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The past is gone. We can regret our mistakes and the way that we have lived our lives. But we cannot change the past. It has already happened.
The future has not happened yet. Yet, no matter what we choose to do, our future cannot be avoided. Every day we lay the foundation for the days ahead.
At the end of our lives there is death. Is this the end? Is there an afterlife? Who knows? Let's hope so...
Taijiquan without Tao is no longer taijiquan, but Chinese exercise.
Before we die we must endure hardship and suffering, sickness, loss and pain. This is the human condition. It cannot be avoided. But we can address the quality of our lives.
It is beyond my control...
People have difficulty coming to terms with the fact that they are largely responsible for their own fitness and wellbeing. (Or lack of good health). It is far easier to pretend.
In fact, most people would rather talk about how to run the country instead of how to manage their own lives.
Who decides what food to put in your mouth? Who decides what you drink? Who decides how much TV you watch? Who decides how much time you spend on-line?
Who decides how much you play with your phone? Who decides how much exercise you do?
That's right... You do.
TV, politics, gossip, caffeine, alcohol, nicotine, sugar... these things all serve to hijack your mind. Instead of paying attention to what is taking place in your life you are talking to yourself inside your head.
Worrying, comparing, judging, planning, manipulating. It is quite a circus.
If you ignore the reality of your life - your fitness, your emotional condition, your relationships - who is managing these things? They do not manage themselves.
A lazy person continues to be lazy. A sick person waits for the doctor to heal them. But this is your life.
Medical studies have found that inactivity is as unhealthy as smoking. How scary is that?
Those long days at your desk, hours spent driving your car and those long nights watching TV or playing videogames or looking at your phone are actually making you sick.
There is no tomorrow
What is going to happen if you choose to do nothing? The answer is obvious: things just get worse. Alternatively, what will happen if you act?
Exercising, reading healthy books, meditating, contemplation... these things will all have a fairly rapid positive effect. But be careful; not all exercise is healthy.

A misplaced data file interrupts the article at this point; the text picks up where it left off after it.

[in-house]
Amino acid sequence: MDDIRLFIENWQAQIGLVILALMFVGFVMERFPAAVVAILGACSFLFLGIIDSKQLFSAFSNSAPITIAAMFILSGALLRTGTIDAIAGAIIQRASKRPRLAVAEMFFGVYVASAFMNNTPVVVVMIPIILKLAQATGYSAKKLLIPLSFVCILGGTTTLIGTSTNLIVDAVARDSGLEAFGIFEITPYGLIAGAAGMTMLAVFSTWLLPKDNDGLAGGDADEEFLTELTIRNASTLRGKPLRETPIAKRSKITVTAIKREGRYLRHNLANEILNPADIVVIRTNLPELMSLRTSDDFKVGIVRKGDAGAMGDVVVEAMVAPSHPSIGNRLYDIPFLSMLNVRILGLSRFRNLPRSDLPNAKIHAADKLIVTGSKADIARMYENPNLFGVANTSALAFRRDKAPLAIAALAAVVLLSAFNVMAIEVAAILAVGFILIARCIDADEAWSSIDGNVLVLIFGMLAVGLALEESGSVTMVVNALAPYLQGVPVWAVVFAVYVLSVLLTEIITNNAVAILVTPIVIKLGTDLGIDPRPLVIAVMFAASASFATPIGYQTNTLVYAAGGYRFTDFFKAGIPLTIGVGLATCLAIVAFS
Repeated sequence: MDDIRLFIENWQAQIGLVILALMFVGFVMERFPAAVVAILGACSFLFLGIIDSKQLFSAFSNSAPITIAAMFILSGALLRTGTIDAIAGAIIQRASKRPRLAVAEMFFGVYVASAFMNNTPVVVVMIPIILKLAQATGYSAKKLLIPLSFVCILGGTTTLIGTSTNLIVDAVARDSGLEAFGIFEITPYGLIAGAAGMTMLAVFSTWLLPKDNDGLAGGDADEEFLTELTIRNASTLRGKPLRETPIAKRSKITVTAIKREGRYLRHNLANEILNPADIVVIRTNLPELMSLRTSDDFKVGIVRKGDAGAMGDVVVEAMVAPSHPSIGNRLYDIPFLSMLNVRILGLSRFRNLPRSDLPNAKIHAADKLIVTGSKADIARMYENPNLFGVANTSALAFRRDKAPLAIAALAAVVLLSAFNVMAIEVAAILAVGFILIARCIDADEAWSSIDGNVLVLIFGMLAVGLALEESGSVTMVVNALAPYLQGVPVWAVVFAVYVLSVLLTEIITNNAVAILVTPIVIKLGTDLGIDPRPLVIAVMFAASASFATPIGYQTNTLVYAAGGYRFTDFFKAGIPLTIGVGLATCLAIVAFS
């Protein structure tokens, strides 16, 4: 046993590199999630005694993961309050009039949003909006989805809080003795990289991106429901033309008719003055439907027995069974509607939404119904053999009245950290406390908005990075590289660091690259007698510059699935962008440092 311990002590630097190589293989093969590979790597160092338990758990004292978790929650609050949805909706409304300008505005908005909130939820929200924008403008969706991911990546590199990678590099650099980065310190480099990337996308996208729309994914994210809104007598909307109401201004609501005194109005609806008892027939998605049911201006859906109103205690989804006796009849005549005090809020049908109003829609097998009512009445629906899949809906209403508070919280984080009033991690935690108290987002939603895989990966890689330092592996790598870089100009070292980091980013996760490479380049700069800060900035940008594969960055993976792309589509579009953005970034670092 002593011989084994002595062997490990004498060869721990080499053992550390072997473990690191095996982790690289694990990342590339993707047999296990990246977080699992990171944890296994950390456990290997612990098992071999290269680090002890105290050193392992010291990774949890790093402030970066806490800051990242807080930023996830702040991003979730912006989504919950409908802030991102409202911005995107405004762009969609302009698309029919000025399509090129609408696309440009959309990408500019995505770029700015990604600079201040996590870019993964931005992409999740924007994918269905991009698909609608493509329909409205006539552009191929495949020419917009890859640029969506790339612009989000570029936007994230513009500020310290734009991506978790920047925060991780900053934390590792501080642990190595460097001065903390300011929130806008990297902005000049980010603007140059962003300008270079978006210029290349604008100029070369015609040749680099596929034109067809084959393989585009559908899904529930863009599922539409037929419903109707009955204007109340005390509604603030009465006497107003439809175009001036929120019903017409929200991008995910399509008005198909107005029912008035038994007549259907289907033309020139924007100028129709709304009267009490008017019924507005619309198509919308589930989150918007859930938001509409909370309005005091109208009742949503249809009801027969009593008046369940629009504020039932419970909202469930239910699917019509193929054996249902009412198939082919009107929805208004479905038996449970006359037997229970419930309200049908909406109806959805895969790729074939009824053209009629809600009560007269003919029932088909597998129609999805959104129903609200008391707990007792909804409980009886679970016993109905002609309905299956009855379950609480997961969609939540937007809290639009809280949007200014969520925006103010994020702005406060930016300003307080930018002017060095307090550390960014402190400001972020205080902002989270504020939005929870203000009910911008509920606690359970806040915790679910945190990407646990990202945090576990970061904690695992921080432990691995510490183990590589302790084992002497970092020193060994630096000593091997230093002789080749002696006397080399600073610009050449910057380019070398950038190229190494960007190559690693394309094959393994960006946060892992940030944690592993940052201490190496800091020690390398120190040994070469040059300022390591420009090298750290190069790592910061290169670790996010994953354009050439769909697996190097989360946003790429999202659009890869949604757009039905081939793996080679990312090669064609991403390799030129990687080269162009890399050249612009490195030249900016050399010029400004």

movements are really very simple but students insist upon making taijiquan difficult by adding extra moves.
Taijiquan is not complicated; people are complicated.
It is not just a matter of exercising. How you exercise matters too. If you exercise without professional guidance, then habits of poor awareness and bad postural/alignment will persist.
The world is filled with well-meaning runners who exhibit appalling physical tension and deleterious poise.
Make the best of it
What if we only have one life? What if this is it? Take a good, hard look at your life.
Determine your future
Think about how your body feels and ask yourself whether you are nimble, agile, graceful, strong and dexterous. Or clumsy and inflexible... Is your mind clear, calm and sharp?
Do you feel relaxed and at ease? The fun part is... you get to decide. You can be happy, sad, fit or lazy.
Tai chi can help
Avoid/offset the common problems associated with modern life:
• Memory loss
• Stiff neck
• Lack of mindfulness
• Low energy
• Reduced sex drive
• No peace of mind
• Diminished brain activity
• Poor focus/concentration
• Sarcopenia (muscle loss with aging)
• Reduced joint function
• Bad circulation
• Heart problems
• Respiratory problems
• Poor lower body strength
• Imbalanced body use
• Reduced stamina and endurance
• Deeply-held muscular tension
• Poor awareness
• Poor sleep
• Limited flexibility/suppleness
• Bad coordination
• Not relaxed
• Bad poise and posture
• Too much sitting
• Reduced mobility
• Back problems
• Knee problems
• Poor condition
• Loss of manual dexterity in the fingers
• Lack of ambidexterity
• Sports injuries
Medical research has proven that a small daily commitment to tai chi practice can produce tremendous results over time.
21 May 1997
Last updated 24 March 2018